14. Acorns & Cattails

    Started in on Rob's book tonight. Nice pictures, interesting philosophy. The bit about grapevines reminded me ever so much about my balcony. My grapevine has been growing ten or twenty years, planted by the birds. Never a grape, ever. Only recently did I learn that unlike European grapes, the native grapevines are sexual. This one is undoubtedly a boy. He provides lovely leaves and shade, and something for the tomatoes to hang onto.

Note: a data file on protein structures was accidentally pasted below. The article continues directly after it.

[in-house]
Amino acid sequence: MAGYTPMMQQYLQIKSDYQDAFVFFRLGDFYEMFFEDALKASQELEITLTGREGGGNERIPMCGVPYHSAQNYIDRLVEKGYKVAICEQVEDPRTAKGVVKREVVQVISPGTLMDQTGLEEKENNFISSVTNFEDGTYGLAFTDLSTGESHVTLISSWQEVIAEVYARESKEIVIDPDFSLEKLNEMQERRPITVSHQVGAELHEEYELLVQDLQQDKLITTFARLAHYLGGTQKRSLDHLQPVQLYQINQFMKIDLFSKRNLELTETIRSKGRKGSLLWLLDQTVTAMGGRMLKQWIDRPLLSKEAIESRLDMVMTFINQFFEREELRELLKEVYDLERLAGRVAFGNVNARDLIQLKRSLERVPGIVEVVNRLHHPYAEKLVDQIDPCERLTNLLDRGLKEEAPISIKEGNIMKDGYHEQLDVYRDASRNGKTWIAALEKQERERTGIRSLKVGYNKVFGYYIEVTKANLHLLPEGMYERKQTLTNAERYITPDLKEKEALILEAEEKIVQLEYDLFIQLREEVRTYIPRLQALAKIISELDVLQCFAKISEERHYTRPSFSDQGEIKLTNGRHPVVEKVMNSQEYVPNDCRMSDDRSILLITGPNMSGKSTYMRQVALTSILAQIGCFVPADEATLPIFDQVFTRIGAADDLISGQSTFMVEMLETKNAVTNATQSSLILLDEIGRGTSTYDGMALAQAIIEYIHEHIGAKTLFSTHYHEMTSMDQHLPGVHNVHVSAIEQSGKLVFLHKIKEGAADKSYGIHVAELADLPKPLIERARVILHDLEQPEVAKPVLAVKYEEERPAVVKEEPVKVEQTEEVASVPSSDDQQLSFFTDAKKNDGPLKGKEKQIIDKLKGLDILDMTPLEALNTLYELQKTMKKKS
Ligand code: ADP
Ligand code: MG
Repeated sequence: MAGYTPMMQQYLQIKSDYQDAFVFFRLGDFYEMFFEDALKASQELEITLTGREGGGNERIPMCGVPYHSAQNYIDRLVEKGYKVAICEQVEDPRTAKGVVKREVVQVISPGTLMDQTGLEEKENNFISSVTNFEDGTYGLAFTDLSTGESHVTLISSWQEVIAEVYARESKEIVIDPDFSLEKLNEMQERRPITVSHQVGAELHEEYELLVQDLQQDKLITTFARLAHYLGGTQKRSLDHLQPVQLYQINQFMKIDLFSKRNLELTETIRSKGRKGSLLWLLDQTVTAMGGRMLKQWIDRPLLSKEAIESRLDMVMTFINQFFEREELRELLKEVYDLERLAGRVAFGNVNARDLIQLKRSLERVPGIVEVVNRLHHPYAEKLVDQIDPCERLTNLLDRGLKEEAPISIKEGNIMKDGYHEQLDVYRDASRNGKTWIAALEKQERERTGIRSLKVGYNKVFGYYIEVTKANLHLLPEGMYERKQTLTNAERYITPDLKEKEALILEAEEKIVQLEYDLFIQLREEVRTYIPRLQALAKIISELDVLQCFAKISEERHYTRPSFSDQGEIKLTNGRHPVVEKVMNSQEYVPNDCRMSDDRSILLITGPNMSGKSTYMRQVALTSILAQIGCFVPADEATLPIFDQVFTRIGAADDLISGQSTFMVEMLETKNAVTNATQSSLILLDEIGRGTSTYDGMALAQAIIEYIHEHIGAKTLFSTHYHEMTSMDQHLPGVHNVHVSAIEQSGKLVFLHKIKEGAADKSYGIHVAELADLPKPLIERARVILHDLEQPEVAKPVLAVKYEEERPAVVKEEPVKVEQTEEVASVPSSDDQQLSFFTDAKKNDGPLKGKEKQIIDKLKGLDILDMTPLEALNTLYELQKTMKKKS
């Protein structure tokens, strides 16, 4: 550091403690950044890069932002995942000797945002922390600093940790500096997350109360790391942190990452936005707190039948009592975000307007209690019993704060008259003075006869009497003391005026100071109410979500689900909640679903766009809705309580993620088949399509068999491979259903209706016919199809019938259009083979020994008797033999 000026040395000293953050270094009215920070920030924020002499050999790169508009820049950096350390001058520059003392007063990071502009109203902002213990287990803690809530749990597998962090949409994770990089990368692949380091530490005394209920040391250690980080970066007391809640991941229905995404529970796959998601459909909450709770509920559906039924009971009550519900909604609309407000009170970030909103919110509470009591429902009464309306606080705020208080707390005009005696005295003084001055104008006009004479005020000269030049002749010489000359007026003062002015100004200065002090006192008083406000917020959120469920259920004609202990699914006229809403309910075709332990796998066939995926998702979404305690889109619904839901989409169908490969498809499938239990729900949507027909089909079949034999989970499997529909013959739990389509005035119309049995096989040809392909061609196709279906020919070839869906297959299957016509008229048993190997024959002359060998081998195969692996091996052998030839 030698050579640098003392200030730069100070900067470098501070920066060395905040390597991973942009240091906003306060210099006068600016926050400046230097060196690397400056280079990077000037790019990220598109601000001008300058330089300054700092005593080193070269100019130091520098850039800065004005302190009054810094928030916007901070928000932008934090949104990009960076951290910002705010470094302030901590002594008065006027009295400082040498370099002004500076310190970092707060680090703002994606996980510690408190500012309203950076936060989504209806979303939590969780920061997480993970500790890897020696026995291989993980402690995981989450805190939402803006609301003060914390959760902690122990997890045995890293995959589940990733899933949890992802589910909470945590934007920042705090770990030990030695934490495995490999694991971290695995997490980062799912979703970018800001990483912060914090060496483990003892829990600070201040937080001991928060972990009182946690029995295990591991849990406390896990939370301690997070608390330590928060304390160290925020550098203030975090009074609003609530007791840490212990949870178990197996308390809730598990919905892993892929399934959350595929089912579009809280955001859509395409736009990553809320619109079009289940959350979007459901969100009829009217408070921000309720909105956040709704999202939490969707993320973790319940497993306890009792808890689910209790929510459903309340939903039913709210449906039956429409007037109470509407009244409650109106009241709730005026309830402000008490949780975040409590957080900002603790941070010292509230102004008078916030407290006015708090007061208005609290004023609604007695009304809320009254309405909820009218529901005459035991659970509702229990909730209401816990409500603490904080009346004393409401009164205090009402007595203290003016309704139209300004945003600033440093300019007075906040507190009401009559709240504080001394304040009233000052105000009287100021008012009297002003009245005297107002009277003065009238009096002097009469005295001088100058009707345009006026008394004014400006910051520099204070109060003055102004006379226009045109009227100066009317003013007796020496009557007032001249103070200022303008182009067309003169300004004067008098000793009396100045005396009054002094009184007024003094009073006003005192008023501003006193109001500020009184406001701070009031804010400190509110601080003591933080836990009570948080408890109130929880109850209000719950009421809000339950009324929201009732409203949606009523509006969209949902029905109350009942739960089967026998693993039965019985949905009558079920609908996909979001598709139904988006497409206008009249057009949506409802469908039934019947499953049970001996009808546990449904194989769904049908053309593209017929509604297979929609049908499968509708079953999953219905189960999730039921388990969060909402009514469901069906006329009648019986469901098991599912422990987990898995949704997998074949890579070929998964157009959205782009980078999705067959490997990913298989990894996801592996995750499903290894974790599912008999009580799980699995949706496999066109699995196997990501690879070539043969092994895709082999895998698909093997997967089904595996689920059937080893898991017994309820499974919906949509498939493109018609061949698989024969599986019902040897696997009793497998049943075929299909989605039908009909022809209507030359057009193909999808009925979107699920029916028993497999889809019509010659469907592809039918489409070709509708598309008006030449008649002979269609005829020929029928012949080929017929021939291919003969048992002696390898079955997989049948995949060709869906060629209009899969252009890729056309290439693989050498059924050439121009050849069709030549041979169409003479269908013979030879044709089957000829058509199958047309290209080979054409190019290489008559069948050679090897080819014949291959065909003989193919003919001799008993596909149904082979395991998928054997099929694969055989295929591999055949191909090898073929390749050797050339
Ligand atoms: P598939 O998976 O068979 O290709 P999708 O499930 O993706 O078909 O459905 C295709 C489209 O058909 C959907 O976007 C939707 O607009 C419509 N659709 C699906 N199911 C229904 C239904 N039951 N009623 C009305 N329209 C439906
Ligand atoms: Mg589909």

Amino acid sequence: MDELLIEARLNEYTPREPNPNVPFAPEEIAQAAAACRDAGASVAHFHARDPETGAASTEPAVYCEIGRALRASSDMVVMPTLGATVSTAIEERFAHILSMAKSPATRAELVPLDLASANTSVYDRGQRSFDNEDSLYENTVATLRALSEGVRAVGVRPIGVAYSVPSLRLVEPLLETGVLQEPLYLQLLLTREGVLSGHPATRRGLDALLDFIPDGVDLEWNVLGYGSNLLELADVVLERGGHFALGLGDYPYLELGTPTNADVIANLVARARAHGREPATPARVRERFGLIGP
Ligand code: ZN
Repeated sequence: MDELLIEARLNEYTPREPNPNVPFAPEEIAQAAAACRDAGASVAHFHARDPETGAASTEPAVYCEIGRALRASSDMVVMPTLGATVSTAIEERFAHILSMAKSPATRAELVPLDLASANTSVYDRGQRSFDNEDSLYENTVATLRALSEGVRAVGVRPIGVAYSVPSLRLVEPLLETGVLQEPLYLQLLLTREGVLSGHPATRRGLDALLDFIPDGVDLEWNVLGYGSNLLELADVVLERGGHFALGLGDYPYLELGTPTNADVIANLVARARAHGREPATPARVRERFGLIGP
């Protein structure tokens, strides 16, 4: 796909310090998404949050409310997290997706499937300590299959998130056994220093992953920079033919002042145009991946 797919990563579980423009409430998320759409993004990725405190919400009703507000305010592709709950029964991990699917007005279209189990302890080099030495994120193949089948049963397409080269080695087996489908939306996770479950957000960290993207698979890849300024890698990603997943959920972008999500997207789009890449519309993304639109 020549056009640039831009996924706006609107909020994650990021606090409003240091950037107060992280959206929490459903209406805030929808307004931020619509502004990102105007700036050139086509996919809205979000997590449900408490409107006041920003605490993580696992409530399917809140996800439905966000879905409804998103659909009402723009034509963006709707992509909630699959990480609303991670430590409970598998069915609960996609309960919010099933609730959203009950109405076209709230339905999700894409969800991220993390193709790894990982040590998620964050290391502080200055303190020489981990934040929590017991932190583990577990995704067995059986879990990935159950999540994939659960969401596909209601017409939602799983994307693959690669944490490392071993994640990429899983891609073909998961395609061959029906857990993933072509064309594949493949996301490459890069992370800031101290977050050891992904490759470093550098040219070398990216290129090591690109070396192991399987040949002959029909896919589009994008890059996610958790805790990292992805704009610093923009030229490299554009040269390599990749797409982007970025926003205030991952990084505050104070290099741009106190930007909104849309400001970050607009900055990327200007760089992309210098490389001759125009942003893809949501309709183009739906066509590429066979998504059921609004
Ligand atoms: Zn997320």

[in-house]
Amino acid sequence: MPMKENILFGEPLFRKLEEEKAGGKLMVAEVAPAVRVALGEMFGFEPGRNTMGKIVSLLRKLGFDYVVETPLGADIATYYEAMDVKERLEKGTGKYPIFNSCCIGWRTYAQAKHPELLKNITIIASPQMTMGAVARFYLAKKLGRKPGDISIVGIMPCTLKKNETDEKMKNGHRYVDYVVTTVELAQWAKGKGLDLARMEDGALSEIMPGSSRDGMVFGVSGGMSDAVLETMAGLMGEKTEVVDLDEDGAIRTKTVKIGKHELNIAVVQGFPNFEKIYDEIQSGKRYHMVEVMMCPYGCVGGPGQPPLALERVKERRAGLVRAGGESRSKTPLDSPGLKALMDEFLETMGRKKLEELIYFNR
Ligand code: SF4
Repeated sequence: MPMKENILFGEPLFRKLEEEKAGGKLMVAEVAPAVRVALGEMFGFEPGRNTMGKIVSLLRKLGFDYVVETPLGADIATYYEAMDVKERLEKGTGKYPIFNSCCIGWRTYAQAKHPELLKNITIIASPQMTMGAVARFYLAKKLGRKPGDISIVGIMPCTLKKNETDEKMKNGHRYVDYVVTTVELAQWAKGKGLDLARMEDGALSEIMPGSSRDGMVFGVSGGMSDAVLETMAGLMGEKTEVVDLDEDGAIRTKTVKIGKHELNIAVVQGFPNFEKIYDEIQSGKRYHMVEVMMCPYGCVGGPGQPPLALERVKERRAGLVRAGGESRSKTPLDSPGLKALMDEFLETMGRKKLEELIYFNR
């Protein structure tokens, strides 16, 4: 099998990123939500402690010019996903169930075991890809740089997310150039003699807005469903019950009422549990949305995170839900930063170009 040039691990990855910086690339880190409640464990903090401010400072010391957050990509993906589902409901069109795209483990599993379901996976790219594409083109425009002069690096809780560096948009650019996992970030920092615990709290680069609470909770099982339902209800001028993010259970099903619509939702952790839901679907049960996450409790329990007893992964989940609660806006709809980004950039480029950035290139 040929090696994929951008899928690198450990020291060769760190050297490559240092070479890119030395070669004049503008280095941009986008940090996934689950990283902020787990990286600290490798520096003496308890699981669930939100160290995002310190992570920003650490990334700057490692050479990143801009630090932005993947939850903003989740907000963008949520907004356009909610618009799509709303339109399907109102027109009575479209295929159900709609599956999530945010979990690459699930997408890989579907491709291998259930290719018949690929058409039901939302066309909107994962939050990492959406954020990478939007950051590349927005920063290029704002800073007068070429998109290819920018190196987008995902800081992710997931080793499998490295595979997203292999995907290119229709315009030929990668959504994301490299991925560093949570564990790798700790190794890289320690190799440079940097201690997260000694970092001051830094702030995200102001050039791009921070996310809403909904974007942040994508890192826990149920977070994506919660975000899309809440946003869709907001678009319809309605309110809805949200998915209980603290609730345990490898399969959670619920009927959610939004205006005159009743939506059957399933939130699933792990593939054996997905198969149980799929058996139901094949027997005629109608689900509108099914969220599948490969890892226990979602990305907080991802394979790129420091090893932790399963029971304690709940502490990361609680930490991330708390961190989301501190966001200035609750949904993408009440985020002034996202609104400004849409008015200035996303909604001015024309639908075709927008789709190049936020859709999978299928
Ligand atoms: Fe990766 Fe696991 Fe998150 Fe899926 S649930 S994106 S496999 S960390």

15. Those of us that have been following Rob Connoley's (aka gfron1) trek from home cook to down-and-literally-dirty locavore James Beard-semi-finalist chef are justifiably proud of his well-deserved transformation to a published author, which he has faithfully detailed in an earlier topic. If you're not familiar with his story, I urge you to catch up, then come back here, because we're ready to move on to the next step. Rob's book, Acorns & Cattails: A Modern Foraging Cookbook of Forest, Farm & Field, is finally, officially available. This alone is awesome news, and you should totally order your copy today. Or . . . . . . we want to continue the conversation about Rob, his book and his future plans in this topic. And just to up the awesomeness, Rob is offering a free book to a randomly selected participant here. Simply post a question or comment in this topic between now and 11:59 p.m. CST (US), 13 September 2016 and you'll be eligible to "win," based on a random drawing to be conducted, with each participant getting one chance, not including Society volunteers (and Rob himself. Multiple posts will not improve your chances, so don't get overheated.) The winner will be announced on 14 September. Rob will be along shortly to add his encouragement and whatever late-breaking news he has -- he's busy guy these days, so be patient -- but there's no need to wait to post questions or comments. P.S. And if you don't win, you should still get this book.